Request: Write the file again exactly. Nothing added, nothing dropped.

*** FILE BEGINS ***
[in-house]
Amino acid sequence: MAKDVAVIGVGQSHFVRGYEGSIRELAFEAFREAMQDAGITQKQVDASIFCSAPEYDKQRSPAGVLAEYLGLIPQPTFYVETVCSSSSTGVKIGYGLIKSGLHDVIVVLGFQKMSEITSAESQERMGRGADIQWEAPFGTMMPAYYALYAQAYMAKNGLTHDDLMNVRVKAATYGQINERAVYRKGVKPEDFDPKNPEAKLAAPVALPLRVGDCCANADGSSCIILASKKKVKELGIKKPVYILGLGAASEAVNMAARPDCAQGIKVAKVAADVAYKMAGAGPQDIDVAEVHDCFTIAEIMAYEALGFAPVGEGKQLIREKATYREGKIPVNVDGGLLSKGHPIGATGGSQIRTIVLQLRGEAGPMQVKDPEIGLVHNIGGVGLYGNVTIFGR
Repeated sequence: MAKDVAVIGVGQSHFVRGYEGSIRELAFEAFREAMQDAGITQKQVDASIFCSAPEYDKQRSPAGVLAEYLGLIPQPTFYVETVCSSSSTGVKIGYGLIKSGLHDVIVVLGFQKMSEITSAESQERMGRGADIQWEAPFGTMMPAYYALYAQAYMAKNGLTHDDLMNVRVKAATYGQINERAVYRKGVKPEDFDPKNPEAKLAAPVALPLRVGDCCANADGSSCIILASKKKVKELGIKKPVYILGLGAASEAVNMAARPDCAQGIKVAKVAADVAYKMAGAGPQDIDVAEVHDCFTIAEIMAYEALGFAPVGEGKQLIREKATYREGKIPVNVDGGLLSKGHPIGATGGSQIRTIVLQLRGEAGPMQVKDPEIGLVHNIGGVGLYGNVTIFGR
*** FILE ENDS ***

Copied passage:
[in-house]
Amino acid sequence: MAKDVAVIGVGQSHFVRGYEGSIRELAFEAFREAMQDAGITQKQVDASIFCSAPEYDKQRSPAGVLAEYLGLIPQPTFYVETVCSSSSTGVKIGYGLIKSGLHDVIVVLGFQKMSEITSAESQERMGRGADIQWEAPFGTMMPAYYALYAQAYMAKNGLTHDDLMNVRVKAATYGQINERAVYRKGVKPEDFDPKNPEAKLAAPVALPLRVGDCCANADGSSCIILASKKKVKELGIKKPVYILGLGAASEAVNMAARPDCAQGIKVAKVAADVAYKMAGAGPQDIDVAEVHDCFTIAEIMAYEALGFAPVGEGKQLIREKATYREGKIPVNVDGGLLSKGHPIGATGGSQIRTIVLQLRGEAGPMQVKDPEIGLVHNIGGVGLYGNVTIFGR
Repeated sequence: MAKDVAVIGVGQSHFVRGYEGSIRELAFEAFREAMQDAGITQKQVDASIFCSAPEYDKQRSPAGVLAEYLGLIPQPTFYVETVCSSSSTGVKIGYGLIKSGLHDVIVVLGFQKMSEITSAESQERMGRGADIQWEAPFGTMMPAYYALYAQAYMAKNGLTHDDLMNVRVKAATYGQINERAVYRKGVKPEDFDPKNPEAKLAAPVALPLRVGDCCANADGSSCIILASKKKVKELGIKKPVYILGLGAASEAVNMAARPDCAQGIKVAKVAADVAYKMAGAGPQDIDVAEVHDCFTIAEIMAYEALGFAPVGEGKQLIREKATYREGKIPVNVDGGLLSKGHPIGATGGSQIRTIVLQLRGEAGPMQVKDPEIGLVHNIGGVGLYGNVTIFGR